There are certain families that I habitually fail to encounter when opportunities arise. I’ve had pretty lousy luck when it comes pittas and broadbills, and I also am really bad when it comes to the various night birds such as owls, nightjars and related species. It isn’t that I never see them, just that I often miss them.
One family I have consistently dipped on are the Burhinidae, known variously as dikkops, thick-knees or stone-curlews. This is a rather odd family of ground living birds that have gone the night bird route of living, a style of life betrayed by their massive eyes. They have a discontinuous distribution but are found on every continent except Antarctica, yet until this year I had only ever seen them in one place, Lake Mburu in Uganda. So I was quite excited to visit Cairns Cemetery, which according to most accounts was possibly the place to see one of Australia’s two species.
The cemetery was close to the hostel I was staying at, so after my first dawn foray to Cairns Esplanade I bolted down some breakfast and headed over to the cemetery before the day became too hot. I also wasn’t sure how easy it would be to find them and wanted to maximise my chances. As soon as I entered it was clear the place was great for birds, as I soon found a Spangled Drongo, but the first ground birds I saw turned out to be Wattled Plovers. But less than a minute into the park I spied my first Bush Thick-knee. It was under a bush, and I circled the bush trying to get a good angle for a photograph. But as I did so what I had taken to be a stump moved, and then that stump turned out to be another one. And then there was another one. Crossing a path into an older section of the cemetery with larger stone graves there were more and more of them. After years and years of not seeing any I was surrounded by them.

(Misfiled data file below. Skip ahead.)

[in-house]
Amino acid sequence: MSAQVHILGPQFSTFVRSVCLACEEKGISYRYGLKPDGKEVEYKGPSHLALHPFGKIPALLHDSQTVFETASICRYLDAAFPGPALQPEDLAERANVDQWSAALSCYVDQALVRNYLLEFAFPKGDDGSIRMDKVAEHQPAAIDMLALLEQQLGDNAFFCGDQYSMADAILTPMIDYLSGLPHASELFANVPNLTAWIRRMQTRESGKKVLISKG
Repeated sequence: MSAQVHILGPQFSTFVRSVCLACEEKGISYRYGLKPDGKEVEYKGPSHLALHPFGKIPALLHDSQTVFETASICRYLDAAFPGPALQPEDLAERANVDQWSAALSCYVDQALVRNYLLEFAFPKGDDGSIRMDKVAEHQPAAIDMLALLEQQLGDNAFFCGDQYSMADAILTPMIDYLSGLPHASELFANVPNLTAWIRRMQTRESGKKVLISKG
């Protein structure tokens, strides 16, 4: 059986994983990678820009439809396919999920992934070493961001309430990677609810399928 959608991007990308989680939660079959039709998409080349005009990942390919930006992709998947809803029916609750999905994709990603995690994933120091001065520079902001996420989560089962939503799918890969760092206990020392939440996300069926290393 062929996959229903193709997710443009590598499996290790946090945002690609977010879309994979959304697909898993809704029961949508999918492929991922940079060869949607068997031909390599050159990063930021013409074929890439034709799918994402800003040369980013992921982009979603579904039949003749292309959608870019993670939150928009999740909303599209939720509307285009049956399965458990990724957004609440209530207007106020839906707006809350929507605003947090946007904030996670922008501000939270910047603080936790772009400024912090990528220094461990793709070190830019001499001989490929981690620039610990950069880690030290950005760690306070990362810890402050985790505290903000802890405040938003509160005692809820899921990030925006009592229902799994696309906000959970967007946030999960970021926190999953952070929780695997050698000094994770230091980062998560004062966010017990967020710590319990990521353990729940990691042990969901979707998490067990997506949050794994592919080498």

One Bush Thick-knee, ah ah ah!
Two Bush Thick-knees, ah ah ah!
Three Bush Thick-knees, ah ah ah!
Nine Bush Thick-knees, ah ah okay I’ll stop. There were lots of them.
I didn’t count them, but there were at least thirty of them that I saw. Thick-knees tend to be social, particularly in the non-breeding season, and this was one of their loafing areas. According to a birder I met the Bush Thick-knees that roost in Cairns Cemetery feed on the grass of Cairns Airport at night (causing problems as any bird in an airport can), and a commenter on last week’s post implied they also go to the Esplanade at night.
When you die, thick-knees will just walk all over your grave like it’s nothing but a rock to them.
So if you are in Cairns and have only twenty minutes to kill make your way to the cemetery for the easiest tick you’ll ever get with this family!